Different risks of symptomatic brain necrosis in NPC patients treated with different altered fractionated radiotherapy techniques

Yee Min Jen, Wen Lin Hsu, Cheng Yu Chen, Jing Min Hwang, Li Ping Chang, Yaoh Shiang Lin, Wan Fu Su, Chang Ming Chen, Dai Wei Liu, Hsing Lung Chao

Research output: Contribution to journalArticlepeer-review

31 Citations (Scopus)


Purpose: To report our observation of excessive temporal lobe necrosis in nasopharyngeal carcinoma (NPC) patients treated with 160 cGy b.i.d. radiotherapy technique. During the same period, patients treated with 120 cGy b.i.d. have not shown a similar tendency. Our experience may be useful for designing unconventional radiotherapy regimens for NPC patients. Methods and Materials: During the period from October 1991 to January 1998, 81 M0, previously untreated NPC patients completed altered fractionated radiotherapy. Seventy patients were treated with the hyperfractionated technique, and 11 were treated using the accelerated-hyperfractionated scheme. Hyperfractionated radiotherapy was delivered using 120 cGy b.i.d. separated by 6-h intervals throughout the course. A minimum tumor dose of 8000 cGy was the standard dose over an 8-week period. With the accelerated-hyperfractionated scheme, 160 cGy was given twice daily, also with an interval of 6 h. The minimum tumor dose ranged between 6840 and 7640 cGy, with 7 of the 11 patients receiving 7000 cGy. The arrangement of portals was the same for both regimens. The follow-up period for patients alive was from 32 to 102 months with a median of 61 months for the hyperfractionated patients. For the accelerated-hyperfractionated group, it ranged from 67 to 82 months with a median of 72 months. No patient was lost to follow-up. Results: At the time of analysis, 49 of the 70 patients in the hyperfractionated group were alive. In the accelerated group, 8 of the 11 patients were alive. The estimated radiation dose to the temporal lobe for the hyperfractionated group was 6000-7440 cGy with a median of 7080 cGy. For the accelerated-hyperfractionated group, the dose range was 4480-6700 cGy with a median of 6400 cGy. Of the 70 patients treated with hyperfractionated radiotherapy, none developed symptomatic brain necrosis, despite the higher total dose to the temporal lobe in general. In contrast, 3 of the 11 (27%) patients irradiated using the accelerated-hyperfractionated regimen suffered from temporal lobe necrosis at 16, 19, and 40 months after completion of radiotherapy. Conclusion: An excessive incidence of temporal lobe necrosis was noted when an accelerated-hyperfractionated regimen with 160 cGy b.i.d. was used in NPC patients with a median brain dose of 6400 cGy. There has been no such event in patients treated using a hyperfractionated regimen with 120 cGy and a median brain dose of 7000 cGy. The real causes of this discrepancy are not known. However, a high sensitivity of the human brain to a change in fraction size may play a role.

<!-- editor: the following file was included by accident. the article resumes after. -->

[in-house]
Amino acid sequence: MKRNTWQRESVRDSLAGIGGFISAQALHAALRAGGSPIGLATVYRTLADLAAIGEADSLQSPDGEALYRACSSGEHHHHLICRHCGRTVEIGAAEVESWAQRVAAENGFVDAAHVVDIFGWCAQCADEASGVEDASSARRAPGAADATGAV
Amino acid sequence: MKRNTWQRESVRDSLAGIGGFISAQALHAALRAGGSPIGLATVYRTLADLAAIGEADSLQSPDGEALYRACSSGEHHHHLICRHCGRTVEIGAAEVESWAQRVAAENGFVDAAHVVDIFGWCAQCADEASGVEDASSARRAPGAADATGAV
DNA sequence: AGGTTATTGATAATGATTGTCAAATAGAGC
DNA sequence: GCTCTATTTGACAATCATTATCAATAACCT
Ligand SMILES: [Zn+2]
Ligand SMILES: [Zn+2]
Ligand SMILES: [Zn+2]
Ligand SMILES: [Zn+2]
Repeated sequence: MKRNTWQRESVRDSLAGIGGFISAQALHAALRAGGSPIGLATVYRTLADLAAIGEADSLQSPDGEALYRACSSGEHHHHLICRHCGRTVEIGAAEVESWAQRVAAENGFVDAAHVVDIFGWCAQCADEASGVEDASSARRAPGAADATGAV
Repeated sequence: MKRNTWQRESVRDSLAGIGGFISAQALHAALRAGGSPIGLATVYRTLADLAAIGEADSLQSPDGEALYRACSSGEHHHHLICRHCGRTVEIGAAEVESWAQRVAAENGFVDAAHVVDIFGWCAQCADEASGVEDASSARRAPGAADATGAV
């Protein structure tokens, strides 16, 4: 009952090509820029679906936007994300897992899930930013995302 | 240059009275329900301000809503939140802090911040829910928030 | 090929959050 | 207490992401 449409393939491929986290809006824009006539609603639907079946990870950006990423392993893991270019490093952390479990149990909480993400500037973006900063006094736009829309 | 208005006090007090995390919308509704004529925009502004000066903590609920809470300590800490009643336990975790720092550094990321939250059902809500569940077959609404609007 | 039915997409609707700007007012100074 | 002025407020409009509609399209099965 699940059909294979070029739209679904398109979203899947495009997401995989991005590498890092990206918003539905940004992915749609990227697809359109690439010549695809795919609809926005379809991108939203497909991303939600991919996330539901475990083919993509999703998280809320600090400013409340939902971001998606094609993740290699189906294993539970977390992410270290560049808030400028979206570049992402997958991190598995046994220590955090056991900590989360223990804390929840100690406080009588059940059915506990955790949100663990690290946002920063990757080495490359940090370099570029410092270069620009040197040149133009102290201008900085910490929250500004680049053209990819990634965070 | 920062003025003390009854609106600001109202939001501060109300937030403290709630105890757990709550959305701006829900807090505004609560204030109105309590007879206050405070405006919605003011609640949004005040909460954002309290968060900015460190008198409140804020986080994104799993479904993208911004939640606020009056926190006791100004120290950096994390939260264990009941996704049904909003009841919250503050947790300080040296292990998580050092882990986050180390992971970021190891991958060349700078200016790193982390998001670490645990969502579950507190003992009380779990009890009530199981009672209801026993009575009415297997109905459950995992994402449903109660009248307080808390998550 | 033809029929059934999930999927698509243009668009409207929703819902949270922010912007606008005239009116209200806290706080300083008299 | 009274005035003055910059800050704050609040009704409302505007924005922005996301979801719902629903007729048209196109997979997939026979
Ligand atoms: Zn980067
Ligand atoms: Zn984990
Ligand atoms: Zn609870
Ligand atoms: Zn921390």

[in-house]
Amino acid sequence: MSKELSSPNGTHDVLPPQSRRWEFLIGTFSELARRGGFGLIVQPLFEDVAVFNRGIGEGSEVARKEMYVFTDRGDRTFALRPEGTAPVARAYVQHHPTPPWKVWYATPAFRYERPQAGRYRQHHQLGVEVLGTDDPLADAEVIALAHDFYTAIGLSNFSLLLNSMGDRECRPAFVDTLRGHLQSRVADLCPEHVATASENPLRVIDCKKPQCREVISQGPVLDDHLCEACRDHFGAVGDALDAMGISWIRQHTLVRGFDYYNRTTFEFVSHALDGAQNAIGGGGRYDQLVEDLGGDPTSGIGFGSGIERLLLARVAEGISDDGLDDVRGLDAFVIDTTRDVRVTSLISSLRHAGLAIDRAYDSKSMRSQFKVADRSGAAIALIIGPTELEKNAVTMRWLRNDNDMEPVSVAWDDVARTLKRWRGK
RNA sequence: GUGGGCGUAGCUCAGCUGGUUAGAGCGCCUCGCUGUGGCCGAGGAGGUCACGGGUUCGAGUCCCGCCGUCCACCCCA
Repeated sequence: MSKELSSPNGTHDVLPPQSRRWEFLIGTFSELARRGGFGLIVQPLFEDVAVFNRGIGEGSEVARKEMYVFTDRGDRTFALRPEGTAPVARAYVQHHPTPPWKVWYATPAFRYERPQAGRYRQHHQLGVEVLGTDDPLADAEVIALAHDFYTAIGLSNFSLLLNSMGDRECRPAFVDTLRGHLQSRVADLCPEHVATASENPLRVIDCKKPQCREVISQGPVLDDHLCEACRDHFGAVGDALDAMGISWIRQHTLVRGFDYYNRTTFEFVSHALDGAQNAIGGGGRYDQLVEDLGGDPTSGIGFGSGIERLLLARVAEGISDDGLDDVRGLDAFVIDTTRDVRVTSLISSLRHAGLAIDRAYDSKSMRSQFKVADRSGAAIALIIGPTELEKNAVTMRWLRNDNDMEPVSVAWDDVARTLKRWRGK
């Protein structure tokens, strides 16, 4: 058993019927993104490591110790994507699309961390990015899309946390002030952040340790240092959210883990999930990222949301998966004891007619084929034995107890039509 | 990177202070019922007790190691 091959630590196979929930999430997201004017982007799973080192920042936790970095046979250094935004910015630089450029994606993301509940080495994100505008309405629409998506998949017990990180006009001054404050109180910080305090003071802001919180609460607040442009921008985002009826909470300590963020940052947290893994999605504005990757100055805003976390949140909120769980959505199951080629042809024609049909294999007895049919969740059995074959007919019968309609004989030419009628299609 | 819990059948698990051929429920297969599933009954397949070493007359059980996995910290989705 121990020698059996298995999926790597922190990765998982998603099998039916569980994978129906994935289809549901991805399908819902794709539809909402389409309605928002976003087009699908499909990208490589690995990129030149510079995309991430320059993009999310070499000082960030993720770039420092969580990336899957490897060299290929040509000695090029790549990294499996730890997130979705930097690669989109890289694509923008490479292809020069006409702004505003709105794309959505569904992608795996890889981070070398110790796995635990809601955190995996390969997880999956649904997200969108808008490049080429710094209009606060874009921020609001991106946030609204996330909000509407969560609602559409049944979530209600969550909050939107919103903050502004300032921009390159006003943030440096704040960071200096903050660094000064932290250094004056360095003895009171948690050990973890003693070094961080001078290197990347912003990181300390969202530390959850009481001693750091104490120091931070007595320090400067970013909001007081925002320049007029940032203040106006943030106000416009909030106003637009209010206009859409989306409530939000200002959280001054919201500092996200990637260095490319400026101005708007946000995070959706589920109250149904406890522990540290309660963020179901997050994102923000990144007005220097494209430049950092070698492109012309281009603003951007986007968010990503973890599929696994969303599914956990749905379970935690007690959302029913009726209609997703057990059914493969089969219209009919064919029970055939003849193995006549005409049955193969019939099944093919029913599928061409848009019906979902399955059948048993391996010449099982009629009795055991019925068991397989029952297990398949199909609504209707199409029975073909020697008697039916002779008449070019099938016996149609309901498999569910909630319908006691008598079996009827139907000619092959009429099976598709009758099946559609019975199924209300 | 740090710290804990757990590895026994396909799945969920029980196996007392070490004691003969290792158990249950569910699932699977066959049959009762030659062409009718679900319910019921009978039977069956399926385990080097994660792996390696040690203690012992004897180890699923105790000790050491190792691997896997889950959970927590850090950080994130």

Original languageEnglish
Pages (from-to)344-348
Number of pages5
JournalInternational Journal of Radiation Oncology Biology Physics
Issue number2
Publication statusPublished - Oct 1 2001
Externally publishedYes


  • Accelerated
  • Hyperfractionated
  • Nasopharyngeal carcinoma
  • Radiotherapy
  • Temporal lobe necrosis

ASJC Scopus subject areas

  • Oncology
  • Radiology Nuclear Medicine and imaging
  • Radiation


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